Pursuant to Federal Rule of Civil Procedure 64 and Local Rule 64, the Court applies Maine law when presented with a motion for an order of attachment, or a motion to dissolve an order of attachment. See Hilton Sea, Inc. v. DMR Yachts, Inc., 750 F.Supp. 35, 36 (D. Me. 1990). A motion for attachment must be accompanied by an affidavit or affidavits setting forth “specific facts sufficient to warrant the required findings and shall be upon the affiant's own knowledge, information or belief; and so far as upon information and belief, shall state that the affiant believes this information to be true.” M. R. Civ. P. 4A(i), 4B(c). A plaintiff must show that it is more likely than not that it will recover judgment, including interest and costs, in an amount equal to or greater than the aggregate sum of the attachment or trustee process plus any insurance, bond or other security, and any property or credits attached by other writ of attachment or by trustee process shown by the defendant to be available to satisfy the judgment. Me. R. Civ. P. 4A(c), 4B(c).

         When a defendant moves to dissolve or modify an ex parte order of attachment and trustee process, “the plaintiff shall have the burden of justifying any finding in the ex parte order that the moving party has challenged by affidavit.” M. R. Civ. P. 4A(h), 4B(j). Here, Defendant Amanda Bellerose has challenged certain findings of the state court by means of affidavit. Accordingly, the burden is upon Plaintiff to justify the continuance of the attachment as to the property in question.

         Plaintiff agrees that the order of attachment should not apply to the account in L.B.'s name. Amanda Bellerose's motion presents the question of whether the record supports and whether the law permits a prejudgment attachment issued against the property of one owner of joint property to encumber the other joint owner's interest in the property.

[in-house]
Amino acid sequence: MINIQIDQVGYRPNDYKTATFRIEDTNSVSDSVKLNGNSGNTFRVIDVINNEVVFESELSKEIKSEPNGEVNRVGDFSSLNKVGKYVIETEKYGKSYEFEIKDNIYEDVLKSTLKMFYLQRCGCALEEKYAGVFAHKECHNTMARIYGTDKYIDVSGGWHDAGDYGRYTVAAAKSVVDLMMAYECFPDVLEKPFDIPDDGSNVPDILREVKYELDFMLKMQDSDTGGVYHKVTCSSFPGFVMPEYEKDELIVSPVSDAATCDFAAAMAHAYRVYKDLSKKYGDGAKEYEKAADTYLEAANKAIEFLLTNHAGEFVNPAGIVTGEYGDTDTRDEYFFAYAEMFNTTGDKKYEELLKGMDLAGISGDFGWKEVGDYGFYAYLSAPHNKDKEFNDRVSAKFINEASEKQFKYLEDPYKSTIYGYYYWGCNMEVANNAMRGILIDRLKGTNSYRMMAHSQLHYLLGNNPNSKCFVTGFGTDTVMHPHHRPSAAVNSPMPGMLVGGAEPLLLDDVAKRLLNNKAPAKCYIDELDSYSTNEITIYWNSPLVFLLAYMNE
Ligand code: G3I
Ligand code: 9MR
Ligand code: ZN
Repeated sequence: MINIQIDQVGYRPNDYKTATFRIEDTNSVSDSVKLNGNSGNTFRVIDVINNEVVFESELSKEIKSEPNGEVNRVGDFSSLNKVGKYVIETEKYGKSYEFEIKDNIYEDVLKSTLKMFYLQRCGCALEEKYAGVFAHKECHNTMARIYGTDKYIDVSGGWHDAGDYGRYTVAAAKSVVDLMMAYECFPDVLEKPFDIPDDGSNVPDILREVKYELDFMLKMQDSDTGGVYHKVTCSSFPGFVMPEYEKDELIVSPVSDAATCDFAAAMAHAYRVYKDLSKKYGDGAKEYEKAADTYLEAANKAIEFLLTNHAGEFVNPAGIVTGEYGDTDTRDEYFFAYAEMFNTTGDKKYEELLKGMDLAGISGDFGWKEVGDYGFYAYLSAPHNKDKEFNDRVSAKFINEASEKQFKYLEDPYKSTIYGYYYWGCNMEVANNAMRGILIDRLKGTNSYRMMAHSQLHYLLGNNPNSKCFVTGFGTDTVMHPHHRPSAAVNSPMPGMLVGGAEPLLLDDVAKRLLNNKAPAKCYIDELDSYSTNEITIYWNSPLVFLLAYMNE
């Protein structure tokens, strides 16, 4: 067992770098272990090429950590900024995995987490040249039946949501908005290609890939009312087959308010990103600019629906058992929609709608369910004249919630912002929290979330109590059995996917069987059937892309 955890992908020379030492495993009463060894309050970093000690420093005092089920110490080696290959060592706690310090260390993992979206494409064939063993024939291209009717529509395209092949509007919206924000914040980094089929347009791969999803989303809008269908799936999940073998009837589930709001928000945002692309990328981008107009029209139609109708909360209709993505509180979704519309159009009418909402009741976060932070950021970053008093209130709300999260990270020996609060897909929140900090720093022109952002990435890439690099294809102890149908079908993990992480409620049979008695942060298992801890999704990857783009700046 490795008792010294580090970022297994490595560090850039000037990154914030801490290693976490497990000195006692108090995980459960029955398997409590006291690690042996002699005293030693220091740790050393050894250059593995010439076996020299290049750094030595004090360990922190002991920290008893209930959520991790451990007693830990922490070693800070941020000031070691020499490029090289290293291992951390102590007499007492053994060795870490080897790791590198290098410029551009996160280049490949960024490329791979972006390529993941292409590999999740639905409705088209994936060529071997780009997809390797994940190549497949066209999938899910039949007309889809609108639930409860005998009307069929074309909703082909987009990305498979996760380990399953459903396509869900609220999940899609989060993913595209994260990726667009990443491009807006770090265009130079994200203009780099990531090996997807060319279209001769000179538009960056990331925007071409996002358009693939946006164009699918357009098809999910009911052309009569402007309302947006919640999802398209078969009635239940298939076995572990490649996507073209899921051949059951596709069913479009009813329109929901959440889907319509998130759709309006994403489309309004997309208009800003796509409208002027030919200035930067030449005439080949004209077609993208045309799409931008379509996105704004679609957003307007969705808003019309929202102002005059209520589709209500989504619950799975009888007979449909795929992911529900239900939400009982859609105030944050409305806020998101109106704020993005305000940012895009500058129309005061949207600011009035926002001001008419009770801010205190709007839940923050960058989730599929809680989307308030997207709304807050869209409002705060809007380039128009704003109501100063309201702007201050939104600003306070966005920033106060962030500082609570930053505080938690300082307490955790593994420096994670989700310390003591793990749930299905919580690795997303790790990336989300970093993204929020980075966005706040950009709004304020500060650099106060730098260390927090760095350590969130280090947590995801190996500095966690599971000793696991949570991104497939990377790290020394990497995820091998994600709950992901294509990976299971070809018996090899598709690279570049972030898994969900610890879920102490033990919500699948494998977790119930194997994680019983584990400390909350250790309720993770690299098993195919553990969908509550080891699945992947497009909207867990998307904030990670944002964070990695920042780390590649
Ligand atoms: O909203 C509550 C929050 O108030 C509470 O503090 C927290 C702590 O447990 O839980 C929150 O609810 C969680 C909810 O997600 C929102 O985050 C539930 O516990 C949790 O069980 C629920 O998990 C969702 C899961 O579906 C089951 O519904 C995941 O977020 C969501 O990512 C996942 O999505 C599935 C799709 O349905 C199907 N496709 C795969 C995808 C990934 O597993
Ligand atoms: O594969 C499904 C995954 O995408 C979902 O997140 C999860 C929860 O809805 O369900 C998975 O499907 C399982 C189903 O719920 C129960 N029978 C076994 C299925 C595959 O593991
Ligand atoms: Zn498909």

The issue appears to be one of first impression in Maine. The Court, therefore, must “endeavor to predict how [the state's highest] court would likely decide the question.” Butler v. Balolia, 736 F.3d 609, 612 - 13 (1st Cir. 2013). “[W]hen making such an informed prophecy, ‘[a] federal court should consult the types of sources that the state's highest court would be apt to consult, including analogous opinions of that court, decisions of lower courts in the state, precedents and trends in other jurisdictions, learned treatises, and considerations of sound public policy.'” In re PHC, Inc. S'holder Litig., 894 F.3d 419, 428 (1st Cir. 2018) (quoting Butler, 736 F.3d at 613).

         Because the accounts at issue are held jointly, there exists a presumption that Amanda Bellerose and L.B. have an undivided, one-half interest in the funds on deposit in their respective accounts with the Bank of America. Bradford v. Dumond, 675 A.2d 957, 961 (Me. 1996) (citing Boulette v. Boulette, 627 A.2d 1017, 1018 (Me. 1993)). Indeed, they may be able to establish that their interests exceed a one-half share based on their “net contribution … to the sums on deposit.” 18-A M.R.S. § 6-103(a); Szelenyi v. Miller, 564 A.2d 768, 770 - 771 (Me. 1989). In addition, in Szelenyi, the Maine Law Court wrote: “As a general rule the entire interest in real property held by joint tenants cannot be used to satisfy ...